There are some people who do more than they tell. Tom Dunn, the Chairman of Orbian, is one of them. He has quietly built a big and profitable Fintech business that is delivering low interest finance to SMEs and better risk adjusted returns to investors. I have witnessed Tom building this business for many years, having first met him in 2013, before I started Daily Fintech. It was great to sit down with him and get his take on this interesting but often misunderstood segment of Fintech.
Fintech before it was called Fintech.
Orbian is no overnight sensation. Orbian began as a joint venture between SAP and Citibank in 1999. In short, Orbian is the offspring of Fin and Tech parents. In 2003, Orbian became an independent company through a buyout led by a group of private investors. Between 2003 and 2006, Orbian focused on being a white label provider to Citibank. In 2007, just as the financial crisis was getting started, Orbian started developing its own financing capabilities and separated itself from Citibank.
Sumitomo Bank bought a 15% stake in 2014 and offers services based on Orbian on a white label basis.
Growth as an independent business got going after the Global Financial Crisis. Orbian is another example of businesses that get their major traction in tough times.
Orbian currently operates in 60 countries (while keeping operating overheads very low because they are not having to assess credit risk) and has 73 buyer programs. Orbian targets investment grade or other corporates with high quality financials. This is not a business that aims to get financing for troubled companies.
Orbian provides supply chain finance (SCF) working capital services. They focus on the largest corporate buyers and their most important strategic vendors – what Tom calls the big intersections. They focus on a wide range from $50k pa in spend to their largest to date at around $1.1 billion pa in spend. The financing model is bank agnostic (ie anybody can be a lender).
SCF works on a simple and elegant principal. The credit is based on the Payable (not the Receivable) of the Corporate buyer (not the SME seller). Let’s say the Buyer is a AAA rated Corporate (Orbian will go as far as BBB) and an approved invoice from a Seller is being financed for 3 months. What is the risk that a AAA to BBB rated Corporate will not pay an invoice that they have approved? The risk is comparable to developed country sovereign debt, but with a much better risk-adjusted return on capital. So it works for investors, particularly in a world starved for yield for investors who don’t want to pile on the risk in the hunt for yield.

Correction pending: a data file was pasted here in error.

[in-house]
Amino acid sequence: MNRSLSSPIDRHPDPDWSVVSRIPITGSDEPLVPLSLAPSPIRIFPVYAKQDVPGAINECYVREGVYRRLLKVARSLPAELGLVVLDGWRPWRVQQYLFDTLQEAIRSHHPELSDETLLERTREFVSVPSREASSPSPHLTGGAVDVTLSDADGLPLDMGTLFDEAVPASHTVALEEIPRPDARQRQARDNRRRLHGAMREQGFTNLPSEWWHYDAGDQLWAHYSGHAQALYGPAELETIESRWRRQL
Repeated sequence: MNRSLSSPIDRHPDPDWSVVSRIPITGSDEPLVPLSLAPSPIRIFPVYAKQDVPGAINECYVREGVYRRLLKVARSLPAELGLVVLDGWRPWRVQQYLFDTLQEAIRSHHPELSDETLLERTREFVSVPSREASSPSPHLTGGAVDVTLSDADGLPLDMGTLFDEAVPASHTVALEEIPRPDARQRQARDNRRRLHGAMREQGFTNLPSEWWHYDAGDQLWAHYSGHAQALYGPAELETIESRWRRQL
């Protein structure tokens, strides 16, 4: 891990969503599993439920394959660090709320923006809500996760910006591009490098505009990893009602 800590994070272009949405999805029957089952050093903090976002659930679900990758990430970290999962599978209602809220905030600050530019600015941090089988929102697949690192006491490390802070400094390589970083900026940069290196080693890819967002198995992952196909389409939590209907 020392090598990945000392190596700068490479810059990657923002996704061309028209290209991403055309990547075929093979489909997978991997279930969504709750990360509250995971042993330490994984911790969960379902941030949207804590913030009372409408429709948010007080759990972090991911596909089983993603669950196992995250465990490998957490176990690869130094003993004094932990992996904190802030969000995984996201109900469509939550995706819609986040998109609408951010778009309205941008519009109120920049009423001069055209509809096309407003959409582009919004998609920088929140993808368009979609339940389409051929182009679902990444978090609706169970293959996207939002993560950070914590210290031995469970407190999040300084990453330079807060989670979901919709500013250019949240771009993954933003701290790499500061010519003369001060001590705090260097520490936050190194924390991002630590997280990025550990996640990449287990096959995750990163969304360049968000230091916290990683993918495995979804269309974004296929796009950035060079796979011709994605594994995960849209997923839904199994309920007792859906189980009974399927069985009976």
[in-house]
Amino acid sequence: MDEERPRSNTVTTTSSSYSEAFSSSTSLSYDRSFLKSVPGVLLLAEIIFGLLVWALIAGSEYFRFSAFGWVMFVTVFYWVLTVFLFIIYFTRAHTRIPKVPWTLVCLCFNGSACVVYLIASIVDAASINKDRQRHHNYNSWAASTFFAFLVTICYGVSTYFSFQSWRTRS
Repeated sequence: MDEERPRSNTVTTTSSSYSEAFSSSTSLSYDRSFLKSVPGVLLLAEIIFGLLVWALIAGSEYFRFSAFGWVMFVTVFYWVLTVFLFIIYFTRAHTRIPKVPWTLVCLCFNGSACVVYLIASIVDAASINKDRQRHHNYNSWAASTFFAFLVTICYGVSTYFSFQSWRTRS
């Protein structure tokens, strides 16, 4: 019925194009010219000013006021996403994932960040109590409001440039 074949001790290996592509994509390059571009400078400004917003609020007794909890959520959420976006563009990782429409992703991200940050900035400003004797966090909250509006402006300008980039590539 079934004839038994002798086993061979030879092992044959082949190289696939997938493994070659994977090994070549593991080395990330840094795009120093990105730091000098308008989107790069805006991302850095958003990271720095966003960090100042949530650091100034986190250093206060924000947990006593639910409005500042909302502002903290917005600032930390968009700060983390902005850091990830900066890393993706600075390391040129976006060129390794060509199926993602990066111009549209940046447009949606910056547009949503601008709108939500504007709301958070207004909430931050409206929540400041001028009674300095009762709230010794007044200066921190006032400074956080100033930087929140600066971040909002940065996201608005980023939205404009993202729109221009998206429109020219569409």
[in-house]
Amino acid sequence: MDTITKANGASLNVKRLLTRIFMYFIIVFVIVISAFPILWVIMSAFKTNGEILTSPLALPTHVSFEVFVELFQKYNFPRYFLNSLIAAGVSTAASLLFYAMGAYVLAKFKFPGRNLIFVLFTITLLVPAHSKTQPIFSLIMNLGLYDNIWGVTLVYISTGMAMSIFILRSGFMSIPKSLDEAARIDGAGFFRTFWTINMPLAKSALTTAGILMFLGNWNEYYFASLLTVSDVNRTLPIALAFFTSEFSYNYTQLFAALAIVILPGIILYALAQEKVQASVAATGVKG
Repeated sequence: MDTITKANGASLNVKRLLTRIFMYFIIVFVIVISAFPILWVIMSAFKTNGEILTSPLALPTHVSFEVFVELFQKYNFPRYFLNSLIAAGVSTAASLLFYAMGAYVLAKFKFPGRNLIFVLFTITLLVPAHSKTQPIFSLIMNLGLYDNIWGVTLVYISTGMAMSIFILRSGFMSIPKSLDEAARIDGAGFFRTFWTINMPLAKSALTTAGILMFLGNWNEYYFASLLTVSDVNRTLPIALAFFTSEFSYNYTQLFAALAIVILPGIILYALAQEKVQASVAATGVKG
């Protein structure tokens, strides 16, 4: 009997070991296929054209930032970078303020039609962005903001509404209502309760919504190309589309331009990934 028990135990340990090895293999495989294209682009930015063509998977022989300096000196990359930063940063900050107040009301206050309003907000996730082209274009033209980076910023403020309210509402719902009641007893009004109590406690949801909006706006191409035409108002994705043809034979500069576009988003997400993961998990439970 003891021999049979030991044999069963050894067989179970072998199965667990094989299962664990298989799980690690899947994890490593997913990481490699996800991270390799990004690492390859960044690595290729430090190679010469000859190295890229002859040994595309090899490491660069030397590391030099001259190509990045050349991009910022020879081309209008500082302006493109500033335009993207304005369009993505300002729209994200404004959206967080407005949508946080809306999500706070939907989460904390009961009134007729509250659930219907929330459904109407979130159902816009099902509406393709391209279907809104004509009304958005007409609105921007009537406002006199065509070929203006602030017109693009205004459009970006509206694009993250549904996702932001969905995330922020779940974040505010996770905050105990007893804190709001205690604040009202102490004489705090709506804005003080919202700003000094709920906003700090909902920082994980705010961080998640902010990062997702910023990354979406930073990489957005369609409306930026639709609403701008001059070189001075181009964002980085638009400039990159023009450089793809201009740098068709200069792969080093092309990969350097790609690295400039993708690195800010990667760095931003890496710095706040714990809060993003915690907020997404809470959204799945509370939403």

Tom pegs the SCF market today as about $50 to $70 billion pa of assets.
The results, for SMEs who have corporate customers, speak for themselves. They get an APR that is LIBOR + 1.5% for a BBB rated buyer (about 2.5% with LIBOR at 1%). Contrast that with alternatives such as Receivables Financing, or term loans through Banks or AltFi. Even better for the SME is that the lender has no recourse on the SME. That is because the investor is NOT lending to an SME. Also the seller/borrower gets 99% of the receivable amount (vs around 70-80% for factoring).
To understand how that works, one needs to dive a bit deeper into how Orbian does it. They buy the confirmed Receivable (aka Approved Payable as seen from the Buyer side) on a “true sale” basis. Orbian is not a marketplace that matches on a best efforts basis. Yet Orbian is not taking credit risk. Orbian buys the confirmed Receivable asset and send the money; financing is assured. Orbian then sells Notes secured against that payable into the Capital Markets. Investors never have to look at the SME. Investors simply look at the credit rating of the Corporate Buyer and the length of the loan and price it accordingly.
Investors can be anybody who wants high credit quality, short term self-liquidating assets priced at LIBOR Plus. Typical investors are Banks and Corporates. Orbian does not run auction processes. They experimented with that but found that it was better to manage it on a relationship basis so that investors can be confident of getting enough volume on a consistent basis. This is a market where the supply of borrowers is more of a constraint than the supply of capital.
Orbian view themselves as a financing company enabled by technology rather than a technology company with application in finance. It is a subtle difference as both models tend to converge on the same end result.